Bombardier had always relied on its banks to raise large amounts of funding, but when the Canadian aircraft maker needed a $1bn loan at the height of the coronavirus crisis it turned elsewhere: to a private investment firm.

Medium-sized businesses have for years raised debt from so-called direct lenders, which often sit within larger private equity groups. But a rush of inflows from deep-pocketed investors such as Middle Eastern sovereign wealth funds is now giving some investment firms the firepower to lend to larger companies. The coronavirus crisis, which upended corporate balance sheets, has accelerated the shift, executives say.

Paulo Eapen, head of the European business at Blackstone’s GSO Capital Partners, said it was busier than ever. “We tend to be more active in periods of dislocation and I think we’ll be in a period of dislocation for a while.”

GSO is one of a handful of firms that can single-handedly write a $1bn cheque, a group that includes private equity firms — such as Apollo and Ares — and Bombardier’s lender HPS Investments, a specialist debt investor with $60bn in assets.

In a sign of how competition is hotting up for jumbo-sized deals, Apollo in July unveiled a new direct lending partnership with Abu Dhabi sovereign wealth fund Mubadala, which will expressly target $1bn deals, with the aim to deploy $12bn in just three years.

Mubadala also struck a similar but smaller partnership in September with asset manager Barings, targeting European companies. The investment arm of Credit Suisse, meanwhile, teamed up with the Qatar Investment Authority to launch what it called “a multibillion dollar direct private credit platform”.

Bar chart of Amount raised by direct lending funds ($bn) showing Money focused on direct lending is steadily growing

Large-scale loans are not new. Last year, Apollo backed the takeover of US newspaper business Gannett with a $1.8bn loan, at an eye-watering 11.5 per cent interest rate.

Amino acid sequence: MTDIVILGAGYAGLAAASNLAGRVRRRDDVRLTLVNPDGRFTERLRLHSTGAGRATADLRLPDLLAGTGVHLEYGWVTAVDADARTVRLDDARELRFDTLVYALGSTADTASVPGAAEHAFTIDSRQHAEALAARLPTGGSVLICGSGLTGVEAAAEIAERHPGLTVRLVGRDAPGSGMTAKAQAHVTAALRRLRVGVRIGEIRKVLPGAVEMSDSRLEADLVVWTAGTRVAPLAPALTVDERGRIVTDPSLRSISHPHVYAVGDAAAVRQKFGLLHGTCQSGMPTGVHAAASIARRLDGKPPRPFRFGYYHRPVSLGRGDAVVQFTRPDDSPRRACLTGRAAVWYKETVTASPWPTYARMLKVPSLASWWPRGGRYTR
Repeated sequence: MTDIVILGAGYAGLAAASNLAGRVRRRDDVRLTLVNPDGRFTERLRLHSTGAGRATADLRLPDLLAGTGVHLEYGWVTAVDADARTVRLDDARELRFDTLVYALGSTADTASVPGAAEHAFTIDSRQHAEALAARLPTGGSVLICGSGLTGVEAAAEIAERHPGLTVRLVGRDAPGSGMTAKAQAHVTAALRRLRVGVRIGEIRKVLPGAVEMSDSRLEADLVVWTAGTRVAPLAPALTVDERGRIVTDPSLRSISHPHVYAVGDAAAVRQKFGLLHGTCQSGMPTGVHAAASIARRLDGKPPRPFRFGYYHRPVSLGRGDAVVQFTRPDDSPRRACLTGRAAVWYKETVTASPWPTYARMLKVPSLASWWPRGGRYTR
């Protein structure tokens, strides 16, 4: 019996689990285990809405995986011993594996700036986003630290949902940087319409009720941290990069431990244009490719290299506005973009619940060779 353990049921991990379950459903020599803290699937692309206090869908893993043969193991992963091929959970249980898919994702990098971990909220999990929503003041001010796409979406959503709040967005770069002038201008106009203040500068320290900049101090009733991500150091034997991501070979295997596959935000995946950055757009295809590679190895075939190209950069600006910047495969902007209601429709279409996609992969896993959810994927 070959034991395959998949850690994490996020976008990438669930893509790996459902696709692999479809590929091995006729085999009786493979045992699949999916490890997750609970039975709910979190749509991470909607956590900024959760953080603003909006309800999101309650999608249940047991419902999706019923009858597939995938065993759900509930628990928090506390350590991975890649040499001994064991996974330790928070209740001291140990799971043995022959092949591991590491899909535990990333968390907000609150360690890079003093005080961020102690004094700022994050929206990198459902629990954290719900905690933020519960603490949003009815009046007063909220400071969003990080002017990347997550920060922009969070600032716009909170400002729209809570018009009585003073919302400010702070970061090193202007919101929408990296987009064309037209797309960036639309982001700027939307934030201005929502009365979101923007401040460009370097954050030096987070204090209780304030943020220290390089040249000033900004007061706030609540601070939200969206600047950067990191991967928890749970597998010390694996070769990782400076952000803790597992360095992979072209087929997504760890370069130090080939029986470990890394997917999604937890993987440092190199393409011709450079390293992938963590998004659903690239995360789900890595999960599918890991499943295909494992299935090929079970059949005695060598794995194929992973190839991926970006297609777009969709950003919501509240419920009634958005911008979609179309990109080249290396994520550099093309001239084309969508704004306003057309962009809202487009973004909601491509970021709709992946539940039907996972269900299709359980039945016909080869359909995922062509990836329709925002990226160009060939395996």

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But James Zelter, Apollo’s co-president and chief investment officer of credit, said that such large-scale lending opportunities had “only accelerated” since the onset of the pandemic.

“There is a challenging credit environment coming up and our view is that those companies will need different capital solutions,” he told the Financial Times.

Many of the firms at the forefront of the direct lending boom can trace their lineage back to Michael Milken, the creator of the modern-day junk bond market. Apollo’s co-founder Leon Black was a senior executive at Mr Milken’s Drexel Burnham Lambert in the 1980s, as was his brother-in-law Tony Ressler, who also co-founded Ares in 1997.

Since the buccaneering era of the 1980s junk-bond boom and bust, however, the now relatively staid high-yield bond market has grown past $1tn in the US, as has its close cousin leveraged loans. In both, investment banks underwrite debt for companies on highly standardised terms, before distributing it to hundreds of asset management companies.

Direct lenders, by contrast, act alone or in a small club. They can offer loans with unconventional features, such as delayed drawdowns, in a process conducted entirely away from the glare of public markets. This greater privacy and flexibility comes at a cost, meaning that large deals tend to stem from private equity-backed companies with a specific reason for eschewing public markets. 

Ares broke records for the largest ever private-lending deal in June, arranging a £1.9bn loan package for Ardonagh, a privately owned UK insurance broker that previously received a mixed reception in the high-yield bond market. 

Bombardier, founded 78 years ago, has been listed for decades and has billions of dollars of publicly traded bonds outstanding. Yet as it looked to plug a potential funding gap this summer, while awaiting regulatory approval to sell its €7.5bn train division, the manufacturing giant turned to HPS instead.

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“We had to look at every element of their existing capital structure, all the various business divisions and process all that complexity to come up with a deal everyone was happy with,” said Mike Patterson, a managing director at HPS.

Bombardier said it had “extensively considered several different financing options” and ultimately decided on a private deal “because it provides more flexibility at a competitive cost”. HPS underwrote the full $1bn commitment in July, before later bringing in Apollo and Ares.

Even more big-cheque deals could have arisen, executives say, were it not for the market-calming measures enacted by the US Federal Reserve to buy corporate bonds and slash interest rates. That enabled troubled borrowers such as cruise operator Carnival to raise money in the bond market instead.

“I think everyone was a bit surprised at how quickly the rally took away some of those larger capital opportunities,” said Kipp deVeer, head of credit at Ares Management.

But medium-sized businesses, which Mr deVeer said have “less flexibility in the public, liquid credit markets”, still offer significant opportunities, he added.

Via Financial Times